<article>
   <header>Header</header>
   <p>Paragraph 1</p>
   <p>Paragraph 2</p>
   <aside>Aside</aside>
   <p>Paragraph 3</p>
</article>

Without modifying the HTML, we'd have to use the following CSS selectors in CSS 2.1 to accomplish our task.

p + p,
p + aside + p
{
   background-color: #ff0;
}

Even the above isn't complete as it is pretty specific to our exact HTML. If we were to change our <aside> to a <div> or add another element between paragraphs, we'd have to modify our CSS. Fortunately, CSS 3 introduced the general sibling selector, which targets an element preceeded by another element (immediate or not). We can now accomplish our task easily:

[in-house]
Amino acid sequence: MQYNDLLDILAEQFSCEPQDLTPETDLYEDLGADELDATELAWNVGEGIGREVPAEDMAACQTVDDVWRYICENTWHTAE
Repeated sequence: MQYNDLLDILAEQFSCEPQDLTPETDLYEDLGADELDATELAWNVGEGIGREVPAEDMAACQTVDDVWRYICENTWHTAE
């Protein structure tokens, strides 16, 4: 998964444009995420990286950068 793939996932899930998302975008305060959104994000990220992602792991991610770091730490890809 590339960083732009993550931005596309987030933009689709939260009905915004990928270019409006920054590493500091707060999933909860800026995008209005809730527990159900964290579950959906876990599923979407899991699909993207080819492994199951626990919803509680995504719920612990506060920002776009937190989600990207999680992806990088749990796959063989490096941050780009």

E ~ F - Targets an F element immediately preceeded by an E element

p ~ p { ...background-color: #ff0; }
<article>
   <header>Header</header>
   <p>Paragraph 1</p>
   <p>Paragraph 2</p>
   <aside>Aside</aside>
   <p>Paragraph 3</p>
</article>

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CSS

CSS 3 - General sibling selector

E ~ F - Targets an F element immediately preceeded by an E element

p ~ p { ...background-color: #ff0; }
<article>
   <header>Header</header>
   <p>Paragraph 1</p>
   <p>Paragraph 2</p>
   <aside>Aside</aside>
   <p>Paragraph 3</p>
</article>

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CSS 3 Pseudo Classes

:selection - Targets the portion of a document that has been highlighted

Four score and seven years ago our fathers brought forth on this continent a new nation, conceived in liberty, and dedicated to the proposition that all men are created equal.

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CSS 3 Pseudo Classes